This information is based on our experiences working with a lot of different schools; each school is different and the above descriptions are not absolutes.

Other things families should keep in mind regarding school counselors:

  • A school counselor is an employee of the school, and therefore has institutional priorities, including making sure seniors’ college acceptances reflect well on the school.
  • Counselors who have strong relationships with college admissions officers may be able to use their influence to aid an application, but it is up to the counselor to decide which applications to throw their weight behind.
  • School counselors who are tuned in and up to date have a phenomenal perspective because they are working within the school. On the other hand, overtaxed counselors who are out of the loop may fall into a pattern of recommending all students attend the same list of colleges year after year. These blanket recommendations may not be the best fit for an individual student.

Private Counselors: What They Can & Can’t Do

Let’s turn now to what private counselors can do and the ways in which they differ from school counselors. In general, the baseline for working with a good private counselor is often the highest level of what students can expect from school counselors.

Here’s what families can expect when working with a good private counselor:

    • Helping families think through the pre-college years before 11th grade, and offering guidance for starting preparation in an early and responsible way.
    • Helping students think through their college list.
    • Meetings with students on a regular basis.
    • Setting up timelines for the various pieces of the application process, and tailoring this process to a student’s abilities or learning style.
    • Acting as (or working alongside) a dedicated writing coach for student essays.
    • Offering a high degree of accountability to keep students on track.
    • Including parents in the process in a productive way, and acting as a mediator within families when necessary.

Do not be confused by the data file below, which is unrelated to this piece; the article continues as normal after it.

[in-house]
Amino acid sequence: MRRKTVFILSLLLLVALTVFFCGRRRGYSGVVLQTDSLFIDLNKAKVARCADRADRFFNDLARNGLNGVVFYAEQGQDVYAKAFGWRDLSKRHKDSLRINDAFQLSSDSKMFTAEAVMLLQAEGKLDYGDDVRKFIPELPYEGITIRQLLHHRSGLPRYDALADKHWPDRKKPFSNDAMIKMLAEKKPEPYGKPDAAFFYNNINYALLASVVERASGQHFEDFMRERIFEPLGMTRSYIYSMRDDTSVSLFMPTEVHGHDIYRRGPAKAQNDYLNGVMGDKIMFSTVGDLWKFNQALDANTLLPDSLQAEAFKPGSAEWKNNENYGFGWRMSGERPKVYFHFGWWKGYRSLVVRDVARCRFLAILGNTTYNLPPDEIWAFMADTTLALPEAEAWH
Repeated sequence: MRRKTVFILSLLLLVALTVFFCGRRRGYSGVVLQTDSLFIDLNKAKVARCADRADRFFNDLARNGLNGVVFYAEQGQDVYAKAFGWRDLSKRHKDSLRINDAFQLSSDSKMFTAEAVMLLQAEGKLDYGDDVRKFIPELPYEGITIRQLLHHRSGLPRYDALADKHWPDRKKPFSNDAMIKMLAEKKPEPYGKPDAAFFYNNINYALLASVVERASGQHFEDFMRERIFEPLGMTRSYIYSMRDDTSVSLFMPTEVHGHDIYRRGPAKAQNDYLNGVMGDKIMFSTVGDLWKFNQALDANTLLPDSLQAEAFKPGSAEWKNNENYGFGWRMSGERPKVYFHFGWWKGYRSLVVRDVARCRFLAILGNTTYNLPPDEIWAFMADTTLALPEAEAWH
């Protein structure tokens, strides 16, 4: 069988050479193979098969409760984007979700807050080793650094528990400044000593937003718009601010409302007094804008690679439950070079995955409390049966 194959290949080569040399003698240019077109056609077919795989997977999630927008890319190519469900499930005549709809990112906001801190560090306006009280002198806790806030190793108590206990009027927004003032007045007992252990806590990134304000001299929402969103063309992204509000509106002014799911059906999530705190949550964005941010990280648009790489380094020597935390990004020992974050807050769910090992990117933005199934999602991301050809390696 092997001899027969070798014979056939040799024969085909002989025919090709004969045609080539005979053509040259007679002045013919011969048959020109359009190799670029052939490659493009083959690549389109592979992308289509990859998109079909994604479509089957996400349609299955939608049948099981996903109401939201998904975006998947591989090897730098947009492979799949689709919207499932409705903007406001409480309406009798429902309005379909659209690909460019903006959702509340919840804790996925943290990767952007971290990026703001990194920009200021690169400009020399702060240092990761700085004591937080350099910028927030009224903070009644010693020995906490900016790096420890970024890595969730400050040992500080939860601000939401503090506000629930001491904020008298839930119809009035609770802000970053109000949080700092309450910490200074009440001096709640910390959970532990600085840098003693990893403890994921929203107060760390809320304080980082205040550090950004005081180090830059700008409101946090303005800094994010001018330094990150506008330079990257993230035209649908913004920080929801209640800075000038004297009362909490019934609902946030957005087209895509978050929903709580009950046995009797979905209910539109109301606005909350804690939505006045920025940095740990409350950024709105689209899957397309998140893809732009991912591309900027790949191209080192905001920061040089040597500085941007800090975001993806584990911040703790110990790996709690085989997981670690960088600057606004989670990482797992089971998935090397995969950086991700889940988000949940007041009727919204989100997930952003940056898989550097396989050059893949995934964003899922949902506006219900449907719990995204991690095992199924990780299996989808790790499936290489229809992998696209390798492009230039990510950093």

• Managing anxiety.
    • A relationship where the student is always top priority, since the private counselor is autonomous and not tied to an institution.

Here’s what private counselors don’t usually do:

    • Act as liaison with teachers—private counselors may lack perspective on the student in the classroom environment.
    • Correspond with admissions offices on the student’s behalf.
    • Send transcripts, counselor recs, or school profiles to colleges.

Other things families should keep in mind regarding private counselors:

    • Private counselors should not be used to allow students to avoid taking ownership of their college application process. Yes, private counselors can offer much more hand-holding, but that doesn’t mean outsourcing the entire college process. When that happens, students don’t learn, parents aren’t involved, and there is a missed opportunity for collective work and growth within families.
    • The quality of private counselors varies. Private counseling is an unregulated industry, which means it’s possible for counselors to be unqualified. The stakes are too high to work with someone who doesn’t have the appropriate skills and knowledge, even if the counselor’s intentions are good. Parents should use accredited industry groups such as NACAC, IECA, and HECA to help them find a qualified private counselor.

Conclusion

In an ideal world, schools would be able to devote enough time and attention to helping each student with the college process. In reality, that’s not always possible.

A school counselor will always have a place in a student’s application process, and that role should be given the utmost respect. School counselors know a student’s context and liaise with universities in a way that private counselors cannot.

The decision to supplement school counseling with a private counselor is a highly personal one. A lot depends on what support is available at your child’s school, as well as whether a student is able to take advantage of the resources available to them. A less-than-ideal school counseling setup can be overcome by a motivated, proactive student, while the best counseling in the world may be lost on an unmotivated or overwhelmed student.

Though Signet offers private counseling, we’ll be the first to say that not all students need a private counselor. Self-motivated students and/or students at schools with ample resources dedicated to college counseling may find the assistance their school counselors provide more than adequate. Families should always explore school resources first. If they determine that working with an independent third party would be beneficial, they should seek out a well-qualified private college counselor.

At Signet, we are committed to the highest standards in college counseling. If you'd like additional information about your options, just drop us a line.